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A Tampa native performed with Beyoncé at Coachella. Here's what it was like.

Beyoncé performs at the 2018 Coachella Valley Music and Arts Festival in Indio, Calif. [Photo by Larry Busacca/Getty Images for Coachella]
Beyoncé performs at the 2018 Coachella Valley Music and Arts Festival in Indio, Calif. [Photo by Larry Busacca/Getty Images for Coachella]
Published May 24, 2019

The phone call had almost no details. It was someone Lomario Marchman knew from Florida A&M University.

"We've got this big gig coming up and I can't tell you the artist," he told Marchman. "But I guarantee you, it'll be life-changing."

So Marchman and 11 other musicians packed their bags for Los Angeles. When they learned the dates, they figured out they were performing at the 2018 Coachella Valley Music and Arts Festival.

"We didn't know what artist it would be until we received our credentials and signed our contract," said Marchman, 26.

That year, Beyoncé took over Coachella. She was the first African-American woman to headline the festival, and she used the platform to highlight black culture and pay tribute to historically black colleges and universities. Students from North Carolina A&T University, Grambling University, Tennessee State University, FAMU and other schools performed with Beyoncé at the show, which also highlighted black fraternal groups.

The turn at Coachella was so influential that fans, social media influencers, blogs — practically the world — renamed the festival "Beychella." In April, she released Homecoming on Netflix, chronicling the eight-month preparation for the set.

In the film, Beyoncé said she always wanted to attend an historically black college or university.

"My college was Destiny's Child," she said. "My college was traveling around the world and life was my teacher. Instead of me bringing out my flower crown, it was more important that I brought our culture to Coachella."

Marchman, who grew up in West Tampa and played in Jefferson High School's band, never expected to be there.

"Are you kidding me?" he thought. "Is this really happening? It was like a dream come true, not just for myself but for my family. Growing up, my sister was a singer and she loves Beyoncé. That's all I used to hear."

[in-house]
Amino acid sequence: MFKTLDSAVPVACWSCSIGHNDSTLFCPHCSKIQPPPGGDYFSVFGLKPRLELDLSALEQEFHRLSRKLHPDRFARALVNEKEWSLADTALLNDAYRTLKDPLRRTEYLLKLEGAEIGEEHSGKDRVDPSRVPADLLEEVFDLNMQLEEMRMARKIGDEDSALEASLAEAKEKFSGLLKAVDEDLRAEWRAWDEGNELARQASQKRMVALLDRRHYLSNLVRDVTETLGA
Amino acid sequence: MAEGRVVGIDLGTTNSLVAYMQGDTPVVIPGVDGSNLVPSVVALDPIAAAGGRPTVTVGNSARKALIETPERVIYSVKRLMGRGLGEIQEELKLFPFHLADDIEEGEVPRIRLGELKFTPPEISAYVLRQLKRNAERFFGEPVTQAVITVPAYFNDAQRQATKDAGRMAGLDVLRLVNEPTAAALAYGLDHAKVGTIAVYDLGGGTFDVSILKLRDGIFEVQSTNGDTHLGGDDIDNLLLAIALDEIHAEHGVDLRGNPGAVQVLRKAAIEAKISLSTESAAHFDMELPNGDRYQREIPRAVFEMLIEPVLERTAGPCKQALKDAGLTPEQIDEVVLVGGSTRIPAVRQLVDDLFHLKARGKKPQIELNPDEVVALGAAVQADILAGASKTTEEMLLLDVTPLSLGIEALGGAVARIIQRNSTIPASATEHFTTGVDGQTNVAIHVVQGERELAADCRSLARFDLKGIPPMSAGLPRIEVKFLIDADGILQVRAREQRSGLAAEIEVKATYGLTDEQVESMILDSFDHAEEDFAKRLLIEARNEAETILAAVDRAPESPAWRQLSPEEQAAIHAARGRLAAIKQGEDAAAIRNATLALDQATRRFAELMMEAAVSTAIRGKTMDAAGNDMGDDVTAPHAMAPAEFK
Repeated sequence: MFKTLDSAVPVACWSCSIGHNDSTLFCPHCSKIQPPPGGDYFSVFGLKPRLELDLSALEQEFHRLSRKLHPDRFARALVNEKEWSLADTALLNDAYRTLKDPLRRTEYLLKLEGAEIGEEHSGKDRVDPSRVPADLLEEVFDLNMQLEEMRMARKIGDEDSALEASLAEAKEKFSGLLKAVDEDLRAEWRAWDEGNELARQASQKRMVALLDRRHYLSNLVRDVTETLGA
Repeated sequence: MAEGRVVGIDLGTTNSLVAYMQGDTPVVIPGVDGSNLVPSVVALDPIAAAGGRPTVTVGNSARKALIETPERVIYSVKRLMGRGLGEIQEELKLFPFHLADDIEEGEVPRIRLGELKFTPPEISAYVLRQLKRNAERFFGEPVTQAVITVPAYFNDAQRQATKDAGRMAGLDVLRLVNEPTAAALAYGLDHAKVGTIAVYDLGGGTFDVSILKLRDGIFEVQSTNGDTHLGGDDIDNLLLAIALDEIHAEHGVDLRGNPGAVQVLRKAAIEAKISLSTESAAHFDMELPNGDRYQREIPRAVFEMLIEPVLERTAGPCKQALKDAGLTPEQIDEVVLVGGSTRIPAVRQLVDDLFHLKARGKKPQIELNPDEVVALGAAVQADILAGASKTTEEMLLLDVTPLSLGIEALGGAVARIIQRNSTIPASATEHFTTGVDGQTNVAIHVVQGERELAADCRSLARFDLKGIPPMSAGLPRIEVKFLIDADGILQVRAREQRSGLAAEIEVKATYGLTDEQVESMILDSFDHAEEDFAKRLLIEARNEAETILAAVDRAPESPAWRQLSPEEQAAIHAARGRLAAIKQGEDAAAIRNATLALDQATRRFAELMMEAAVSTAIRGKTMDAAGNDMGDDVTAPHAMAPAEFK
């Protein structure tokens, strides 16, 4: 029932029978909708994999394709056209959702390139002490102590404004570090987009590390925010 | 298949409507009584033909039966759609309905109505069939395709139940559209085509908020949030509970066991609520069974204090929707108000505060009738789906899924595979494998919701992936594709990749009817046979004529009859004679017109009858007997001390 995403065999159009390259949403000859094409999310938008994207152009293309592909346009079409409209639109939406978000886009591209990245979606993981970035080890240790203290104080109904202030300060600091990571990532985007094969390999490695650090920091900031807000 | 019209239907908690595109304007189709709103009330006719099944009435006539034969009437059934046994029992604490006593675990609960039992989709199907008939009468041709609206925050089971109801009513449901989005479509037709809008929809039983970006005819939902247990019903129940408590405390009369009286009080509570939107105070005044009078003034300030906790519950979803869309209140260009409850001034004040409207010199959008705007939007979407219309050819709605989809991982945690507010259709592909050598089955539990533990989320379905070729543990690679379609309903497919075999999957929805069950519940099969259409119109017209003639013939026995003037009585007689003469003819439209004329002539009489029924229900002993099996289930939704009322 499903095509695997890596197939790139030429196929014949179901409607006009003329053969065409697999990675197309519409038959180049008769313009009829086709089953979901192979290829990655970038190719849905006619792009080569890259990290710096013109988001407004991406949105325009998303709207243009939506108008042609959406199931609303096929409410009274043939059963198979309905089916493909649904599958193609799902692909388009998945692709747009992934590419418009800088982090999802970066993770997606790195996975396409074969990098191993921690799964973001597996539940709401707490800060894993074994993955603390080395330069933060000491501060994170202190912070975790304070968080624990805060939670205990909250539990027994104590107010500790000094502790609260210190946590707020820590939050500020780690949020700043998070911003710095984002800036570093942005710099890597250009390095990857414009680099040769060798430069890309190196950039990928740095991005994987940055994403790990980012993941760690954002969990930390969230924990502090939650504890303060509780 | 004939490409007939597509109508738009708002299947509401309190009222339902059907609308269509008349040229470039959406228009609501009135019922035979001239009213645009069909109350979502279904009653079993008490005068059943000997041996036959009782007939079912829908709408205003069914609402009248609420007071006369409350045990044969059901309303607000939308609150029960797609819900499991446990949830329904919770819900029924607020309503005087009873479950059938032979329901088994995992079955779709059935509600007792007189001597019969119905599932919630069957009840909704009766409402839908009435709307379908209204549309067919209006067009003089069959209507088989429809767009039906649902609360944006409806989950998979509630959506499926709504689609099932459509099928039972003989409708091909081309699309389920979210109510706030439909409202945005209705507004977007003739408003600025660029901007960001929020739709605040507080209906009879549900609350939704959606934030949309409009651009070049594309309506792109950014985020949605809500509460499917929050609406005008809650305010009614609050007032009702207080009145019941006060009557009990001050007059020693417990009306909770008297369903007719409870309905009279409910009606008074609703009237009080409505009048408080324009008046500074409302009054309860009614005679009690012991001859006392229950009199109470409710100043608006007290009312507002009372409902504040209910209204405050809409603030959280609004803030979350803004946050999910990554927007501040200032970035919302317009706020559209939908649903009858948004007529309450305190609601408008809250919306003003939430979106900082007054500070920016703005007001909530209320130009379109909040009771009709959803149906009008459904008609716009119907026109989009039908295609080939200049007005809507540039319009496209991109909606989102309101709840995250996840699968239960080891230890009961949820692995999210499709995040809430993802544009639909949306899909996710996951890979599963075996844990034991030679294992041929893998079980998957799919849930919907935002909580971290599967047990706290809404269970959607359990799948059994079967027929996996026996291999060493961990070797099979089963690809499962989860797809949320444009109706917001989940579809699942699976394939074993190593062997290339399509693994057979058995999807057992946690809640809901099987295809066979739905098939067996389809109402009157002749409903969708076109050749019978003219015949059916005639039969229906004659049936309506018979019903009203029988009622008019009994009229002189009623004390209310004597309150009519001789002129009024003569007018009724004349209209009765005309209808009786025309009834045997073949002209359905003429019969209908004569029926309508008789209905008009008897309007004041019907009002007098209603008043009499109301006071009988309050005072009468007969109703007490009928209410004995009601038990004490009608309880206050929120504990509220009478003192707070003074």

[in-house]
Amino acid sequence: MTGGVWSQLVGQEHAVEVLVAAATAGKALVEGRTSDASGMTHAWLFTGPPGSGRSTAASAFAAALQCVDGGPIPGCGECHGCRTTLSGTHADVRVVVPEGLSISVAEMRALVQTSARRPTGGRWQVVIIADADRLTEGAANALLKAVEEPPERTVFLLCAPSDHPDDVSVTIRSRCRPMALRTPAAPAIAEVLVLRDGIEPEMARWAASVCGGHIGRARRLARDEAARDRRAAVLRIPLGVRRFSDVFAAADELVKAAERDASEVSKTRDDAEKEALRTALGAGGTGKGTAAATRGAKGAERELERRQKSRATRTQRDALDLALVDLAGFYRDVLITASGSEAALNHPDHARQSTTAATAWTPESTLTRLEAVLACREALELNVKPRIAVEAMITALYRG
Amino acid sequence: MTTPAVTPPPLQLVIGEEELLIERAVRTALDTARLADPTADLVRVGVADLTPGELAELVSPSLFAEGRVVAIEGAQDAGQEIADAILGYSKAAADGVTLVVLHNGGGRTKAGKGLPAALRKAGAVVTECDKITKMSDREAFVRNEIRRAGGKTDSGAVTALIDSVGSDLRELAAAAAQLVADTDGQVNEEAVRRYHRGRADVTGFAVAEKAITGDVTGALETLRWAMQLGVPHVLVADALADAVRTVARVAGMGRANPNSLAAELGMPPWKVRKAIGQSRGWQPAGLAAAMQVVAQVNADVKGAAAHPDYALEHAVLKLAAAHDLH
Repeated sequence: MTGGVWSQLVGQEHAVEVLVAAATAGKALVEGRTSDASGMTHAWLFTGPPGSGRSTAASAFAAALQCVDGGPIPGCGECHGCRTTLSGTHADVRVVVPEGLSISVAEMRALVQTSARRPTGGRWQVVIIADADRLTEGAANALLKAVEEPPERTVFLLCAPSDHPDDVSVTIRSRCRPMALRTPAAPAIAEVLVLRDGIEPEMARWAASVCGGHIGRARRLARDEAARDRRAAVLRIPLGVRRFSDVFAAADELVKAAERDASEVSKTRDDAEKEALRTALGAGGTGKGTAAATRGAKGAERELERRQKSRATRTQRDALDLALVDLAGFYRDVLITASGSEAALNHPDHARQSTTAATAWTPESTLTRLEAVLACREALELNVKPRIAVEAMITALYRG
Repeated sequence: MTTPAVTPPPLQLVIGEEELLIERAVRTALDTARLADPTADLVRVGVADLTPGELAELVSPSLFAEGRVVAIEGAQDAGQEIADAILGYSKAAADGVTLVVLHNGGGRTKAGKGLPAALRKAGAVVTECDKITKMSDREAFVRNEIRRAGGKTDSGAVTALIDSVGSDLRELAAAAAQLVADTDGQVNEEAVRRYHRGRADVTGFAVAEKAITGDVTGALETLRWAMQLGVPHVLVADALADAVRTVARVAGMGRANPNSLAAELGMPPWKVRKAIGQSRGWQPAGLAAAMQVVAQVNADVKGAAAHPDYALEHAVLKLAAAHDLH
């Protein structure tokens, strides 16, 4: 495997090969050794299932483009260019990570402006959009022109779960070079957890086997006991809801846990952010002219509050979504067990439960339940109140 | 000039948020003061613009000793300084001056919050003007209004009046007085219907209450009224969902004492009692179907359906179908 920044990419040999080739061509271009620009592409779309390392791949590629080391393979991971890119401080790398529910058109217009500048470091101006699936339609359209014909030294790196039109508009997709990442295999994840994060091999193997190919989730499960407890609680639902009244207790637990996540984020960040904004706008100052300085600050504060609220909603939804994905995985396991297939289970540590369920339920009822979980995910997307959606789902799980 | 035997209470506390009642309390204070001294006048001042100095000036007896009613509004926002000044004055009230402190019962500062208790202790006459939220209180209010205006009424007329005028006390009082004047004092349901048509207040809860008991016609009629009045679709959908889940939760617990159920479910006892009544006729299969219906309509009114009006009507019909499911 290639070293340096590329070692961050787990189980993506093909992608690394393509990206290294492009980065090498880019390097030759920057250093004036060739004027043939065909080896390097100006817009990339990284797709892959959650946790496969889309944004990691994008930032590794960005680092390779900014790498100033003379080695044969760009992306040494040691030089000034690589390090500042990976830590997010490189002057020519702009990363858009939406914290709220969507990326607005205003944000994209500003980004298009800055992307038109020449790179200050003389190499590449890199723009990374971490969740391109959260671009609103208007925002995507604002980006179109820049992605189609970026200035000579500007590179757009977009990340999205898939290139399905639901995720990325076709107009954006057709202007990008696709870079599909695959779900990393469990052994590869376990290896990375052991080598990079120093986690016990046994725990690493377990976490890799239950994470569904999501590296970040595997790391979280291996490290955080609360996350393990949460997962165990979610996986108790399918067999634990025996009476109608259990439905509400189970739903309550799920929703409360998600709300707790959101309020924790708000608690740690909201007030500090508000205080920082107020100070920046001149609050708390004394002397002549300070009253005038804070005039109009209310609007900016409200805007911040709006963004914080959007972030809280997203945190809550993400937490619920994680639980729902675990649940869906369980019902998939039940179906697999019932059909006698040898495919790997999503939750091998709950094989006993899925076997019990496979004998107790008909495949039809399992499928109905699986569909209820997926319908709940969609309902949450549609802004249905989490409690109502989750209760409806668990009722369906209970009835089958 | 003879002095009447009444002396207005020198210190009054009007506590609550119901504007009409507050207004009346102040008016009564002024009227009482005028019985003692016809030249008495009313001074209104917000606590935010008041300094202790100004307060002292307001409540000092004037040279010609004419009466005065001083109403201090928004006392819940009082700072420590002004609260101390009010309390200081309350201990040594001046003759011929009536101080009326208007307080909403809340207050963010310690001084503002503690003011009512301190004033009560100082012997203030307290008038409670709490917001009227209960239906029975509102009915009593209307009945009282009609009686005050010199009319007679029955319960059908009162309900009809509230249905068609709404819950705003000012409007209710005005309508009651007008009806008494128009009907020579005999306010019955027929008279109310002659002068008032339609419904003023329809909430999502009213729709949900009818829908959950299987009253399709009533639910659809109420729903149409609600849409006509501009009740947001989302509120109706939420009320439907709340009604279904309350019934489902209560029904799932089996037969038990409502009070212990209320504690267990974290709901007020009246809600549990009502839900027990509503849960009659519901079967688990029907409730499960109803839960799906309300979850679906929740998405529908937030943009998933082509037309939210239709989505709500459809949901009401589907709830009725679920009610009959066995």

SEE PREVIOUS COVERAGE:Are Beyoncé and Jay Z living in Tampa? That's the buzz on Davis Islands

In school, Marchman started in the drumline playing the cymbals, mastered them, then quickly moved up to the bass drums, then the French horn. As he added more instruments, he developed a strong ear for music and began to sing and play in other school ensembles.

"He just started excelling and really working hard," said David Triplett-Rosa, his former band director at Jefferson. "I mean, he spent a lot of time really working hard and preparing for auditions so that he could get recognized by college professors."

In 2011, Marchman started taking classes at Tallahassee Community College. Though he wasn't a student at FAMU, he played in the school's renowned marching band, the Marching 100. At that time, the band allowed students from other schools to march with the band.

That arrangement only lasted one semester for Marchman. The school's band was suspended for a year due to a deadly hazing event that destroyed the elite band's reputation.

He stayed in Tallahassee for a while, then transferred to the Art Institute of Atlanta in 2014 to pursue fashion.

But he left a lasting impression on FAMU alum Don P. Roberts, the founder of traveling show Drumline Live and band director at Coachella. Beyoncé's team recruited Roberts at the 2018 Honda Battle of the Bands in Atlanta.

Roberts and Marchman had been in contact over the years for potential gigs. Roberts helped Marchman land an appearance in the movie Drumline: A New Beat, the 2014 sequel to 2002's Drumline. Then, the Beyoncé call.

Marchman played mellophone and choreographed moves for the band. During rehearsals, he was shocked by how personable Beyoncé was. She brought her family around, he said, even her young twins.

"She always smiled," he said. "We always prayed before practice and rehearsals and she always told us that we were doing a good job. And she was always so supportive and so uplifting in the process, which really made us feel comfortable, especially because I'm expecting Beyoncé to be a drill sergeant. We all know that she is a perfectionist."

During the first performance, Marchman's body went numb.

"I didn't even know if I was playing anything. I didn't know if my lips were vibrating through the instrument. All I know is it was so loud, there was so many people, and there was so much energy that I was shaking on stage literally and it took me a while to get into it."

He had agreed to be filmed during rehearsals but was shocked to learn later that a documentary was in the works and that he was in it a few times. His friends did the same double takes.

"It took me a second to really absorb all of it," said Triplett-Rosa, who now teaches at Barrington Middle School. "It was like wait, is that Lomario? ... It was just a proud moment as a teacher and I use his story as a role model for the students now all the time."

Marchman's Instagram count has increased and he's pursuing a career as an artist in Los Angeles while he teaches at a swim school.

"Performing for Beyoncé will do nothing for me but take me to higher places because now I can put that on a resume as an artist."

And he will always remember one moment with the elusive performer, someone not many people get to see up close. During a rehearsal, they locked eyes.

"Good night," she told him.

Contact Monique Welch at mwelch@tampabay.com. Follow Mo_UNIQUE_.

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